Regents: Legislature should listen to recommendations

Advocate staff photo by BILL FEIG -- Huey P. Long's statue and grave in front of the State Capitol Building. Show caption
Advocate staff photo by BILL FEIG -- Huey P. Long's statue and grave in front of the State Capitol Building.

The Legislature can help Louisiana’s colleges and universities move forward by giving schools the ability to set their own tuition, a state task force said. The problem is lawmakers won’t give up that authority.

The Louisiana Board of Regents, the state’s higher education policy board, discussed the dilemma Thursday. The topic came up as some Regents members defended the work of the state’s Tuition Task Force.

The Tuition Task Force is a group of college and high school students, business leaders and education experts created by the Legislature last year to find ways to make college more affordable. Its final report was made public this week.

The task force has been criticized for coming up with the same ideas the Legislature has rejected in the past.

Last month, state Rep. Stephen Ortego, D-Carencro, said he was discouraged with the direction the task force was going.

He said he couldn’t see the Legislature support the same ideas it’s already dismissed, multiple times in some cases.

The Tuition Task Force recommendations echo the ideas the so-called Tucker Commission came up with fours years ago and the suggestions made by the Governance Commission two years ago.

The solutions center around giving college leaders the flexibility to set their own tuition and adjust prices for certain programs depending on how much it costs to offer them.

On Thursday, the message from two Regents members was clear: If the Legislature keeps getting the same answers to the questions asked, maybe lawmakers should listen.

Richard Lipsey, of Baton Rouge, was the only member of the Regents on the task force. He said he was disappointed to see Ortego criticize the recommendations.

“Our (colleges and universities) don’t have any authority. The difficulty is that if you don’t give them authority, they cannot operate a budget, especially without knowing where the funds are coming from,” Lipsey said. “I don’t think we can do anything new, as the representative suggested, until we get the basic fundamentals down.”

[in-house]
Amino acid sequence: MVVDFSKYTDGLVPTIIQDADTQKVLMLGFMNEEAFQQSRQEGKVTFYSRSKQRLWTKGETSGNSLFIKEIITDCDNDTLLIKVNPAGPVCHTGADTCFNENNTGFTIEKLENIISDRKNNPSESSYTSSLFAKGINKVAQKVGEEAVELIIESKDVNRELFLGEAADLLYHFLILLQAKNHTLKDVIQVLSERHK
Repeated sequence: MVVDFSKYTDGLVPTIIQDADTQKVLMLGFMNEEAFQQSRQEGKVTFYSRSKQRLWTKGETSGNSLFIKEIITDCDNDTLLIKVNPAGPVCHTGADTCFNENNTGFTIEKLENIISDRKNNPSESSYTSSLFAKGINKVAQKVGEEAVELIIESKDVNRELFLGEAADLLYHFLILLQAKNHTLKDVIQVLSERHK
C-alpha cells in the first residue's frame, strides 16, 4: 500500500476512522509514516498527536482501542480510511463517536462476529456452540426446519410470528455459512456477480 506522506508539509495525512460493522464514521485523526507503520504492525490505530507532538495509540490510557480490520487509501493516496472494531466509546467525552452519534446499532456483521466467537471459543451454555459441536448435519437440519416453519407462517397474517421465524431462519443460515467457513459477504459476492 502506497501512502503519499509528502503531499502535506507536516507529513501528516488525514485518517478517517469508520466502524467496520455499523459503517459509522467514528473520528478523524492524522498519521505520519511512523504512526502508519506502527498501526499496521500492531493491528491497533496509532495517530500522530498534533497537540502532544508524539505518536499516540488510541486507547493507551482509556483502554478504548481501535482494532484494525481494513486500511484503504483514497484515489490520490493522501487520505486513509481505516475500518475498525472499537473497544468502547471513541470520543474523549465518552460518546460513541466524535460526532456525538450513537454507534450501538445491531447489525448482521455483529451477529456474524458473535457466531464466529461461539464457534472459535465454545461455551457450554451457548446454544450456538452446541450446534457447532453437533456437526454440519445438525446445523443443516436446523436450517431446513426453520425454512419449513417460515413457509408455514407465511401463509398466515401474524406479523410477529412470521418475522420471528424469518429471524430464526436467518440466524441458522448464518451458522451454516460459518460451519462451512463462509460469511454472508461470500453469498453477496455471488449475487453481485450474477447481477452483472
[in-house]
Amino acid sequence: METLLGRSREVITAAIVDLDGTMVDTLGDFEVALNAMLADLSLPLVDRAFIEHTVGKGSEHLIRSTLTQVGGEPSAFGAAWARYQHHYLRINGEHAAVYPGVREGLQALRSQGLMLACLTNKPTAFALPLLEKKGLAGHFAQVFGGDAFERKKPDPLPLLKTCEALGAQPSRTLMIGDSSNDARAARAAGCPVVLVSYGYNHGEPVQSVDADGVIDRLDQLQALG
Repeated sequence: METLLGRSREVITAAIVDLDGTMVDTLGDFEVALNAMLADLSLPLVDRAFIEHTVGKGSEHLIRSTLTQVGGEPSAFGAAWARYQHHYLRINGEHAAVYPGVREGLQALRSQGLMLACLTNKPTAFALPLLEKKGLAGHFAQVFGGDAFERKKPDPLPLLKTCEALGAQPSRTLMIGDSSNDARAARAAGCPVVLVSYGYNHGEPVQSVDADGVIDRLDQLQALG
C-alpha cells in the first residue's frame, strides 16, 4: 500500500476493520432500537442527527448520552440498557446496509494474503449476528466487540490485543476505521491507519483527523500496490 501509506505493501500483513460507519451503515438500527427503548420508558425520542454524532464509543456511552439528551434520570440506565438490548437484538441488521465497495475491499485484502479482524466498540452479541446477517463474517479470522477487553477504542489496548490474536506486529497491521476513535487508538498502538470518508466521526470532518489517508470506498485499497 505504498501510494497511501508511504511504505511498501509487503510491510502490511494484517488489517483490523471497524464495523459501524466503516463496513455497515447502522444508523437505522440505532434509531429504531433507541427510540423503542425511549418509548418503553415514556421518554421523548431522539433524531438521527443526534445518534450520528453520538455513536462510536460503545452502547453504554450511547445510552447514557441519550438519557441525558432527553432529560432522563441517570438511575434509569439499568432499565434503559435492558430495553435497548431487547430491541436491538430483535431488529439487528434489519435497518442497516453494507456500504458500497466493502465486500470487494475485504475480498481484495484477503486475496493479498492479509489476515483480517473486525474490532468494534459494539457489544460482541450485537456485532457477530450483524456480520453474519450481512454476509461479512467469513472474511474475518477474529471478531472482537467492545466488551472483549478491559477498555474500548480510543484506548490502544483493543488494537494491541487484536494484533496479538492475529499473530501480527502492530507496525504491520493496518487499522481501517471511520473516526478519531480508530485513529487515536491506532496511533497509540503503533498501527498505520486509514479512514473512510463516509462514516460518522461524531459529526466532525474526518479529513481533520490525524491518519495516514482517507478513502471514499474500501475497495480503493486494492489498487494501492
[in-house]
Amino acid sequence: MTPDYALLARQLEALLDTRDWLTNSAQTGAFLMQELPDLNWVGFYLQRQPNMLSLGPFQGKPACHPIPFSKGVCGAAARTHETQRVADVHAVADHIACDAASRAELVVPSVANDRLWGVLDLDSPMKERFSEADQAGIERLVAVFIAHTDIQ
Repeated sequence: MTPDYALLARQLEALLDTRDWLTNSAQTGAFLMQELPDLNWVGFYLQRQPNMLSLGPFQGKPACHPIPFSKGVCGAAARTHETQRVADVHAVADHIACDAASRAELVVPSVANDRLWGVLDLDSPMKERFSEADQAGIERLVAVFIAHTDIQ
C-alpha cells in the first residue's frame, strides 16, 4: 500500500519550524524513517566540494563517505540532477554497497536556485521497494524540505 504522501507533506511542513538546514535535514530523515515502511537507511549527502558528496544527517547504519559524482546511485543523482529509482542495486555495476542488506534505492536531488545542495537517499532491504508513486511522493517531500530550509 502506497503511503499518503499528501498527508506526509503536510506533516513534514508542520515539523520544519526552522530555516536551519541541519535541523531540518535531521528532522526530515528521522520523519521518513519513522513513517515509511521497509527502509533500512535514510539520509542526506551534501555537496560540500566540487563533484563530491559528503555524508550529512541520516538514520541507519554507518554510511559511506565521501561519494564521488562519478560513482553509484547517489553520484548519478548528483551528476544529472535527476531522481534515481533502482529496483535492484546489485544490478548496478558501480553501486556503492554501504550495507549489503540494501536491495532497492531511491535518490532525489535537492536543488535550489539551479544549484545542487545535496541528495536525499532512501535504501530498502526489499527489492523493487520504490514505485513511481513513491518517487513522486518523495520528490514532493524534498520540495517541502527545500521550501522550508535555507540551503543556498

Louisiana is the only state in the nation that requires two-thirds of the Legislature to agree before a tuition hike can take place.

Additionally, state leaders have cut roughly $700 million from Louisiana higher education institutions since 2008.

As many states have begun to ramp up higher education funding as the recession fades, Louisiana still hasn’t reversed the trend.

The American Association of Colleges and Universities says Louisiana’s nearly 18 percent slashing of higher education funding this fiscal year is the most severe cut in the nation.

Higher education leaders have said the budget cuts have chased away top-flight faculty and made it harder to recruit young talent.

They say unstable funding damages the reputations of Louisiana schools nationwide and hampers their ability to produce workforce-ready students.

Regent Bill Fenstermaker, of Lafayette, said the state is fast approaching the point where it won’t make sense for parents to send their kids to Louisiana schools. If “the previous task forces came up with the same conclusions, that’s just the way it is,” Fenstermaker said.

Gov. Bobby Jindal and some legislators say the sky isn’t falling. They often point out that graduation and retention rates are on the rise.

But still, the Tuition Task Force recommended that the management boards that oversee Louisiana’s four public college systems be granted the authority to set tuition at their individual institutions.

The task force also recommended:

  • Giving management boards the power to charge more for high-cost programs. The cost to offer an engineering course is more than the cost of a history class.
  • Giving management boards authority to charge students on a per-credit basis. Currently, schools are only allowed to charge students for the first 12 credits taken in a semester.

The task force also recommended taking some action to control the runaway costs of the Taylor Opportunity Program for Students. TOPS pays tuition and some fees for students who meet and maintain certain academic requirements.

The task force further recommended strengthening the state’s Go Grant scholarship program for low-income students.

Lipsey, the Regents member who served on the task force, said the Legislature shouldn’t just assume that giving college leaders control over tuition automatically means college prices will skyrocket.

“We have great higher ed leaders in this state. Our leaders are not going to raise tuition, unless they understand that doing that is going to be successful,” Lipsey said. “We understand the difficulty is the state budget and we are not in a fight with the governor’s office or the Legislature. We understand there are only ‘X’ amount of dollars in the budget. But we need to invest in our students. We need more qualified graduates.”